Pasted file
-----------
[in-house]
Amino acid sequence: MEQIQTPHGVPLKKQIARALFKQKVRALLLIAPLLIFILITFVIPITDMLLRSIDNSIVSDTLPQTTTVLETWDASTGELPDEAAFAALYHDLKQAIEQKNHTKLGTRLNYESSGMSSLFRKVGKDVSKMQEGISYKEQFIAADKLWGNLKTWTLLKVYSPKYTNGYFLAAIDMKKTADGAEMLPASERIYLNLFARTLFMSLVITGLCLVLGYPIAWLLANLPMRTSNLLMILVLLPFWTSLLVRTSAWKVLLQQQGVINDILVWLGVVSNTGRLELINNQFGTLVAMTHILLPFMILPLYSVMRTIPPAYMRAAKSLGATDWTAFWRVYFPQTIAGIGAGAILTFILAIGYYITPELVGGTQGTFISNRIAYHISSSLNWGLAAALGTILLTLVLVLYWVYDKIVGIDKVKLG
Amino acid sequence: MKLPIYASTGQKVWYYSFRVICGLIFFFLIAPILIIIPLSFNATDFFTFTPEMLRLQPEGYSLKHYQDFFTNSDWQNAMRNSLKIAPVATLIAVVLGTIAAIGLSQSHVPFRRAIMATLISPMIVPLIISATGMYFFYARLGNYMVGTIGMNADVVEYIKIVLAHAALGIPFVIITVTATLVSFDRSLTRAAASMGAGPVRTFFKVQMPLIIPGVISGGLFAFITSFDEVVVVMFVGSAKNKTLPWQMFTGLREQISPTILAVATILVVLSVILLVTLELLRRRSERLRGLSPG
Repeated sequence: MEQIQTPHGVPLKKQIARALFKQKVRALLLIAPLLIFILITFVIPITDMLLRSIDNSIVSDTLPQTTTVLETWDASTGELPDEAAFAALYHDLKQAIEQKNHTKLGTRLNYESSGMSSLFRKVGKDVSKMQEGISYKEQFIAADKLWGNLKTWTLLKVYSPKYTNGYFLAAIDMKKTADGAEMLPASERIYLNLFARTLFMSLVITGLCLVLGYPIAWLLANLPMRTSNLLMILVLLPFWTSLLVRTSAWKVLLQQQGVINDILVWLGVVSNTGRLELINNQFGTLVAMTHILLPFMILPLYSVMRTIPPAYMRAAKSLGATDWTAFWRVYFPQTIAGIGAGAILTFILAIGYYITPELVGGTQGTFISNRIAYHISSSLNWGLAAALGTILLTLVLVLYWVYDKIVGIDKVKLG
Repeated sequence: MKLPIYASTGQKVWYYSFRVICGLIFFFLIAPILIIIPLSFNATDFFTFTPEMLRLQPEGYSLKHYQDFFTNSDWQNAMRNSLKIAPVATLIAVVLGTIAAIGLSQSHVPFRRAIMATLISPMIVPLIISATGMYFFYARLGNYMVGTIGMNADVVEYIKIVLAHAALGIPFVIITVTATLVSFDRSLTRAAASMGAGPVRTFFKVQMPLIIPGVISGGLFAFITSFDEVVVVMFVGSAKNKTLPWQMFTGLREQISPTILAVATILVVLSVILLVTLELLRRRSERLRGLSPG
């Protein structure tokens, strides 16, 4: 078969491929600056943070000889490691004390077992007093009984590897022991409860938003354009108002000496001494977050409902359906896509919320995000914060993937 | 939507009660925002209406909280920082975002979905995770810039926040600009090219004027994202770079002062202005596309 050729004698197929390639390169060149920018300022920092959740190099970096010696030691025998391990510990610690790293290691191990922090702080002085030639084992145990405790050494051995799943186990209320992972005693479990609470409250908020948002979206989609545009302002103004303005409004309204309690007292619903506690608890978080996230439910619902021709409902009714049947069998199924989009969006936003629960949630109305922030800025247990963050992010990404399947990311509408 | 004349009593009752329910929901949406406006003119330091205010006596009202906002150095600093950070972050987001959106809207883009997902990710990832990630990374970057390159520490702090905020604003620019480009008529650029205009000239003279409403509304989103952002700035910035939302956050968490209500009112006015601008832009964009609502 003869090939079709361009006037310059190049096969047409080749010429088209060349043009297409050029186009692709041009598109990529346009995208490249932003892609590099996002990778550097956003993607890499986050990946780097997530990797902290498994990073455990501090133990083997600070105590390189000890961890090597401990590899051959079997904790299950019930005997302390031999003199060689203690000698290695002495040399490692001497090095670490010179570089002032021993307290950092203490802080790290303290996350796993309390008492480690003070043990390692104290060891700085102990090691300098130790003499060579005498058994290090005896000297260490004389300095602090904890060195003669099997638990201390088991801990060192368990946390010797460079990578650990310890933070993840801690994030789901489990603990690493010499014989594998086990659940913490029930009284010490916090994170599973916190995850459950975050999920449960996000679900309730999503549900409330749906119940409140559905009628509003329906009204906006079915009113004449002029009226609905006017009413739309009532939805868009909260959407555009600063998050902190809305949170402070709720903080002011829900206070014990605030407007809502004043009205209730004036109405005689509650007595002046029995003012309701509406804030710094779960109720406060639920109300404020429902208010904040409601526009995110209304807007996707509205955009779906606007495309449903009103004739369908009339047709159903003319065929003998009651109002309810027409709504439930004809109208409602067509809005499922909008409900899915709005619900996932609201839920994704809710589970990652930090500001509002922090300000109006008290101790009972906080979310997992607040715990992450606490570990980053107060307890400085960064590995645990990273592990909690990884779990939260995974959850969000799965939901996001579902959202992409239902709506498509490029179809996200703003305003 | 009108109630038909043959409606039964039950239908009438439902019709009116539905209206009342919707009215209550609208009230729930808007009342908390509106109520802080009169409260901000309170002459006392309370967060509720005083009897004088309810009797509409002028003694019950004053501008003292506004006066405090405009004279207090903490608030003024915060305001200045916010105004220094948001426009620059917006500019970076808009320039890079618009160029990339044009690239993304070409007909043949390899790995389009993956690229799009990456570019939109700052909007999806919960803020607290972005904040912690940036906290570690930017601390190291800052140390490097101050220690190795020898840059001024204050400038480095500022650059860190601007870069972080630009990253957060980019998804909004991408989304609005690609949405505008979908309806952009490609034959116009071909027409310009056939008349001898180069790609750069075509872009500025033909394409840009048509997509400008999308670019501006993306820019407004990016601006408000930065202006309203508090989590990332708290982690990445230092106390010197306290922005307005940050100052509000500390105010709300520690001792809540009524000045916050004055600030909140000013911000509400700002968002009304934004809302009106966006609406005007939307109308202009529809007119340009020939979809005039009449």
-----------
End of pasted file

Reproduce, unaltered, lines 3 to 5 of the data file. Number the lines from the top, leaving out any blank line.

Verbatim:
Amino acid sequence: MKLPIYASTGQKVWYYSFRVICGLIFFFLIAPILIIIPLSFNATDFFTFTPEMLRLQPEGYSLKHYQDFFTNSDWQNAMRNSLKIAPVATLIAVVLGTIAAIGLSQSHVPFRRAIMATLISPMIVPLIISATGMYFFYARLGNYMVGTIGMNADVVEYIKIVLAHAALGIPFVIITVTATLVSFDRSLTRAAASMGAGPVRTFFKVQMPLIIPGVISGGLFAFITSFDEVVVVMFVGSAKNKTLPWQMFTGLREQISPTILAVATILVVLSVILLVTLELLRRRSERLRGLSPG
Repeated sequence: MEQIQTPHGVPLKKQIARALFKQKVRALLLIAPLLIFILITFVIPITDMLLRSIDNSIVSDTLPQTTTVLETWDASTGELPDEAAFAALYHDLKQAIEQKNHTKLGTRLNYESSGMSSLFRKVGKDVSKMQEGISYKEQFIAADKLWGNLKTWTLLKVYSPKYTNGYFLAAIDMKKTADGAEMLPASERIYLNLFARTLFMSLVITGLCLVLGYPIAWLLANLPMRTSNLLMILVLLPFWTSLLVRTSAWKVLLQQQGVINDILVWLGVVSNTGRLELINNQFGTLVAMTHILLPFMILPLYSVMRTIPPAYMRAAKSLGATDWTAFWRVYFPQTIAGIGAGAILTFILAIGYYITPELVGGTQGTFISNRIAYHISSSLNWGLAAALGTILLTLVLVLYWVYDKIVGIDKVKLG
Repeated sequence: MKLPIYASTGQKVWYYSFRVICGLIFFFLIAPILIIIPLSFNATDFFTFTPEMLRLQPEGYSLKHYQDFFTNSDWQNAMRNSLKIAPVATLIAVVLGTIAAIGLSQSHVPFRRAIMATLISPMIVPLIISATGMYFFYARLGNYMVGTIGMNADVVEYIKIVLAHAALGIPFVIITVTATLVSFDRSLTRAAASMGAGPVRTFFKVQMPLIIPGVISGGLFAFITSFDEVVVVMFVGSAKNKTLPWQMFTGLREQISPTILAVATILVVLSVILLVTLELLRRRSERLRGLSPG